The Nikkei Business magazine featured the retail chain Muji in its March 11 2013 edition in its “Overseas development lessons” series, showing how Muji learnt from its initial failures overseas in the 1990s. The owner of the chain is the company Ryohin Keikaku, and the brand in Japan is known as Mujirushi Ryohin (no brand, quality goods) – so there’s one secret of success already, keep your brand name short and snappy overseas.
Muji has 208 outlets in 23 countries (59 shops in Europe if you include Turkey). It has developed a rigorous checklist for deciding whether a location is suitable for a retail shop, trying to predict the likely sales volume before signing the contract. It also continually adapts its manual (known as Mujigram) for each country rather than trying to translate the Japanese version exactly. Judging by the extract shown in the article, they’re not afraid of International English either – it may not be elegant or grammatical, but it gets the point across:
1. Are you handling products and a basket with both hands?
2. After scan items, put them left side of the counter
Another learning point is that it has built relationships with suppliers around the world, to design, make and supply its products. However it is trying to rationalise this – the 130 factories making clothes for Muji in 2011 has been reduced to 90, and a further reduction to 70-80 is planned.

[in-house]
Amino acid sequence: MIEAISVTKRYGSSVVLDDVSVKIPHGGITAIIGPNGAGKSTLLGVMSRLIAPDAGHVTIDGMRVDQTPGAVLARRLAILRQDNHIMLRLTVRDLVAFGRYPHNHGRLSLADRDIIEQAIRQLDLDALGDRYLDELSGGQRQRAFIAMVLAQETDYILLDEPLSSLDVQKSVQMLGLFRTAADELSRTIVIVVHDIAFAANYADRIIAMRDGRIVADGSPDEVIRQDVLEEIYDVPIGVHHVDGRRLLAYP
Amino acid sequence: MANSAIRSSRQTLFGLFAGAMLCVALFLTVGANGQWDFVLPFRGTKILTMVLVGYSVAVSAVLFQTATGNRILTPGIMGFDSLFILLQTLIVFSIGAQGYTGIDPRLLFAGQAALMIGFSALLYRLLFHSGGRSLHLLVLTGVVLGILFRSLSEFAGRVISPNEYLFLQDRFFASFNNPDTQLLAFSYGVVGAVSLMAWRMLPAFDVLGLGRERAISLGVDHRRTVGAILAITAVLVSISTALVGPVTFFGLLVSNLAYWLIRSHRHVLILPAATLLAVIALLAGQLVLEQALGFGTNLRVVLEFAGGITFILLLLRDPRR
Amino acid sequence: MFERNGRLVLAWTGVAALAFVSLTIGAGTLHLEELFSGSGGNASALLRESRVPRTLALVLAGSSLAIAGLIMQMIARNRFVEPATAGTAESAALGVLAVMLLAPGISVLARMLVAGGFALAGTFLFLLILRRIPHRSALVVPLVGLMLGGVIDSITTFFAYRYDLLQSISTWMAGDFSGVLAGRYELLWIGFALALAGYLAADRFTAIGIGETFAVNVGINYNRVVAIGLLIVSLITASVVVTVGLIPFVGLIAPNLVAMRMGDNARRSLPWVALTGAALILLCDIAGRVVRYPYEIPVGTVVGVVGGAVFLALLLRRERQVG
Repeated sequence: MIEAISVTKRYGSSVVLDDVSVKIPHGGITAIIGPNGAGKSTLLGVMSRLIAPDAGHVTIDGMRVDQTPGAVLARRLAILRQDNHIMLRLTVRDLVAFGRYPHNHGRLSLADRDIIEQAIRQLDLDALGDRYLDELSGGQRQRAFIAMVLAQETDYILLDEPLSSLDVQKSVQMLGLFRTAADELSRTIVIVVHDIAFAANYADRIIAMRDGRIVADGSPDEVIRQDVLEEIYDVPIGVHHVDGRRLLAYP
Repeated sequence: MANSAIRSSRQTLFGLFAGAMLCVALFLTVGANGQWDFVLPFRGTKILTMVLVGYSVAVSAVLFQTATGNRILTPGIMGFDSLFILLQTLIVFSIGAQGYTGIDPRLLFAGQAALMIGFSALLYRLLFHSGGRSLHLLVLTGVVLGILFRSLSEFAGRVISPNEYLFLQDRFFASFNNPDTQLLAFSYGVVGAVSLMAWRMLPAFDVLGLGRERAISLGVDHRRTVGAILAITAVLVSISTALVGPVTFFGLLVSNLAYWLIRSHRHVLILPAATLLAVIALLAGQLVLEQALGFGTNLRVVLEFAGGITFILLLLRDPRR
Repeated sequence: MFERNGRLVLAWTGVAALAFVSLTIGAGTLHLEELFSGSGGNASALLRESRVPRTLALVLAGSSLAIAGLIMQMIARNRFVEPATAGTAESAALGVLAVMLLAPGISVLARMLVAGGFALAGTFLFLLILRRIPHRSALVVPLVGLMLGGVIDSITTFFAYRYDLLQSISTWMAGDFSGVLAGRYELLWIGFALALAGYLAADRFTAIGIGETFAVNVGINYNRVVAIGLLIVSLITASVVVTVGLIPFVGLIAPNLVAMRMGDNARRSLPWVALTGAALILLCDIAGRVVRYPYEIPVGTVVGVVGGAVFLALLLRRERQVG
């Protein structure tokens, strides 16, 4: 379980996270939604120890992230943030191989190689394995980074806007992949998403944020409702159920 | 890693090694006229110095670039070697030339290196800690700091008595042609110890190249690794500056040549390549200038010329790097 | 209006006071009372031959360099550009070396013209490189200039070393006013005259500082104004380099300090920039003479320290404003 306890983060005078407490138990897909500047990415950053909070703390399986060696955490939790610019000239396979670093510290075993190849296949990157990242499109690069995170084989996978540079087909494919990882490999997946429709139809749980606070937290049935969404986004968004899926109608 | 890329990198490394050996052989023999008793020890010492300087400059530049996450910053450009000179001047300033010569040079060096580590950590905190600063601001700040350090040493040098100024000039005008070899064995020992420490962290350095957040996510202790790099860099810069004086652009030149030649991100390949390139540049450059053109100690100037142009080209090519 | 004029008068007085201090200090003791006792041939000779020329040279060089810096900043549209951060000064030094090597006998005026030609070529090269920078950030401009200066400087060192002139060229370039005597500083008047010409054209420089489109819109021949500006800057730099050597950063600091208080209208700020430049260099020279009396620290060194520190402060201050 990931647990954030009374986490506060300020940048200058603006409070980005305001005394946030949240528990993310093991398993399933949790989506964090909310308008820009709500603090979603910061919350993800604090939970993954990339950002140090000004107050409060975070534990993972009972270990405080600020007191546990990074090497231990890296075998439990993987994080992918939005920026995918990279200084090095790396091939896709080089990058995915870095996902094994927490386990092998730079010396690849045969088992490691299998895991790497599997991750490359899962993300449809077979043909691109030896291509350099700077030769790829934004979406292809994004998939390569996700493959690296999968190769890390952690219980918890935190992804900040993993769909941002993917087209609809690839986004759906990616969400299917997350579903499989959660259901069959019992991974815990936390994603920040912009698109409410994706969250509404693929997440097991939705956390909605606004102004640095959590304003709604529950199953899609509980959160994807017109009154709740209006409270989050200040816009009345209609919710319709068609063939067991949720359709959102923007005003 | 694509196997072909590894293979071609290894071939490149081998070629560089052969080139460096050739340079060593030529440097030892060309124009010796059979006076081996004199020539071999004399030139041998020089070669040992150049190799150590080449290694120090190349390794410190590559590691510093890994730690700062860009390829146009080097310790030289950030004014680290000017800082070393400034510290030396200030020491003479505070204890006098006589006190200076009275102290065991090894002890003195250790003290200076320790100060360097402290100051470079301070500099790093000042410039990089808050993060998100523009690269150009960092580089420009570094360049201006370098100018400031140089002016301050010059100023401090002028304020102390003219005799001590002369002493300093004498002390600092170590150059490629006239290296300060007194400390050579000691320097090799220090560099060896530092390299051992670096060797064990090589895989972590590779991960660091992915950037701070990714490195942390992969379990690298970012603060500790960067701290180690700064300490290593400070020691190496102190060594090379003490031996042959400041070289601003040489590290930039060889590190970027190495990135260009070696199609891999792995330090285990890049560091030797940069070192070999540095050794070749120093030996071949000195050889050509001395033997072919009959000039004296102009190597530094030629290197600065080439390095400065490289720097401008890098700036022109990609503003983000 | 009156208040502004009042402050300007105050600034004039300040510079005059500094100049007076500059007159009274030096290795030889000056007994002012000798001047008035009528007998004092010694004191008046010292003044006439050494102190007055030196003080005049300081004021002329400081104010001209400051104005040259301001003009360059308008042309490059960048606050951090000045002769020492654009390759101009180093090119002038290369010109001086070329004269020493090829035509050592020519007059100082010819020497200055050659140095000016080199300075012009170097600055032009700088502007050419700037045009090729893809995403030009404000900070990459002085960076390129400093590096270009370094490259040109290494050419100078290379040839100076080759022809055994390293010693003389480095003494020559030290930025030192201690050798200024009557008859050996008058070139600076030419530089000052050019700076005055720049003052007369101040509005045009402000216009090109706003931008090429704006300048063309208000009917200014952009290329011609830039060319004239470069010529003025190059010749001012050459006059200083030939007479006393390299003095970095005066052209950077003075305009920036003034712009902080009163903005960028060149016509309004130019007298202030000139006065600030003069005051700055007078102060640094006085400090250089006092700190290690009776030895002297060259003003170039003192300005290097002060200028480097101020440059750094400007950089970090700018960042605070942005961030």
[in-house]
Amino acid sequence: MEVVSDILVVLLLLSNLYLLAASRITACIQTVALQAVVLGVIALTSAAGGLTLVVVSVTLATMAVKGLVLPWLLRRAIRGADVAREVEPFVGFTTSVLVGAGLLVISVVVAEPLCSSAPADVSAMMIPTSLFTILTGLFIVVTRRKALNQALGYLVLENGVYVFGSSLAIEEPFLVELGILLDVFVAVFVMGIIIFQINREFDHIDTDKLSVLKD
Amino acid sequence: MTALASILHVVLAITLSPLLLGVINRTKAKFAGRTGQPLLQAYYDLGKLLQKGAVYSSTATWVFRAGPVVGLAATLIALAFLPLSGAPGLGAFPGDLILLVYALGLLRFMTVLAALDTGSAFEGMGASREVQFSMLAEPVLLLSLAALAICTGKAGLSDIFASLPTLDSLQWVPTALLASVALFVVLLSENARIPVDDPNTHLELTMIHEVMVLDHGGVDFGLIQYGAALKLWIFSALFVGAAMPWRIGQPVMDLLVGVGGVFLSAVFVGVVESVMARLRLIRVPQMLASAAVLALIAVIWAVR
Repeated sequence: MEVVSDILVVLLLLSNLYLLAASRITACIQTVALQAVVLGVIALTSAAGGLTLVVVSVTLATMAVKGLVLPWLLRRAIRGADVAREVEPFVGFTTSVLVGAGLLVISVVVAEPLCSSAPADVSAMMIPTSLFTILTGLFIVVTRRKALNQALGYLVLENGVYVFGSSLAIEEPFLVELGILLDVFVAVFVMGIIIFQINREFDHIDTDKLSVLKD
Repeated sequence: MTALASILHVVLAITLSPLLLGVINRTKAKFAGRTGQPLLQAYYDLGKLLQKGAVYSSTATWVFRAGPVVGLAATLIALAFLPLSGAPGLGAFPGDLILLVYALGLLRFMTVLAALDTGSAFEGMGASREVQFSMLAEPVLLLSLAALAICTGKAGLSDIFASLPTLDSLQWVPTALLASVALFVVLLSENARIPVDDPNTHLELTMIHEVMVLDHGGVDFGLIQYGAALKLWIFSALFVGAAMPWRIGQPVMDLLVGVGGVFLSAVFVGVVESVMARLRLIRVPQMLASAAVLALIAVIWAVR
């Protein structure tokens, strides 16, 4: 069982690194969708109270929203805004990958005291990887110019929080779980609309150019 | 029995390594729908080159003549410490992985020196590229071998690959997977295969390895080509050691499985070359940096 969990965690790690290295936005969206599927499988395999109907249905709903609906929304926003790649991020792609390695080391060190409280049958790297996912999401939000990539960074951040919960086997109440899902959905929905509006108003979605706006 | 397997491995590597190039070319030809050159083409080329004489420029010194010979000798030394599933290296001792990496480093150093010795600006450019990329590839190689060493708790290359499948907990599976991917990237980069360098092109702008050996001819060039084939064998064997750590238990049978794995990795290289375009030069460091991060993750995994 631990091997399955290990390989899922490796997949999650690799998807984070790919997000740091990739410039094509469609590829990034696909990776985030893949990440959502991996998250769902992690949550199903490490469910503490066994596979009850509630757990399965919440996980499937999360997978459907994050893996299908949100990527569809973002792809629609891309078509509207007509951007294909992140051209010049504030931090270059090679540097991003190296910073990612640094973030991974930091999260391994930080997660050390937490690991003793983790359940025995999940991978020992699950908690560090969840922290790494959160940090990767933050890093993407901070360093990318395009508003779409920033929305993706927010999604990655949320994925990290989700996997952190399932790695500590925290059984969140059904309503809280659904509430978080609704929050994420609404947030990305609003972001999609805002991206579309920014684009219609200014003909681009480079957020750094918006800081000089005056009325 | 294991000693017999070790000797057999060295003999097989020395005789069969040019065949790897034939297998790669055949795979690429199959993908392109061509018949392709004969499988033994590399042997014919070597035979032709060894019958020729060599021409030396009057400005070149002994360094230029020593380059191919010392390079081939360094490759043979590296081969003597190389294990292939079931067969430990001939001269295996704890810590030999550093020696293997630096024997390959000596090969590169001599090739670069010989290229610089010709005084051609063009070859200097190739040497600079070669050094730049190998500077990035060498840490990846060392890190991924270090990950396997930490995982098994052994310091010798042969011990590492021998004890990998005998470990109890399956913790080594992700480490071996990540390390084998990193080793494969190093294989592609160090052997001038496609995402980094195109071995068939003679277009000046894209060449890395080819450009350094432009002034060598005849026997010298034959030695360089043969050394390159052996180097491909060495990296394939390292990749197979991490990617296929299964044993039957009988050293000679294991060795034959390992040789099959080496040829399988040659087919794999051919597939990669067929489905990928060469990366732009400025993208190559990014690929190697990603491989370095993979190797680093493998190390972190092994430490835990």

In order to deal with complaints that Tokyo HQ staff don’t understand the situation faced in other markets when they issue their demands, from 2011 every manager in the headquarters is sent for a 3 month secondment to an overseas operation. Overseas management track staff are also sent to the Tokyo headquarters for a year and invited to attend management meetings to see Japanese decision making in progress. From 2012, overseas operations are no longer managed separately, but are incorporated into each vertical business unit.
This strong emphasis on personnel, structure and internal communication may be explained by the fact that Muji was turned around from 2000 when its profit and sales started to fall, by Tadamitsu Matsui, who, unusually for a President of a retail company, came from the HR function rather than sales.
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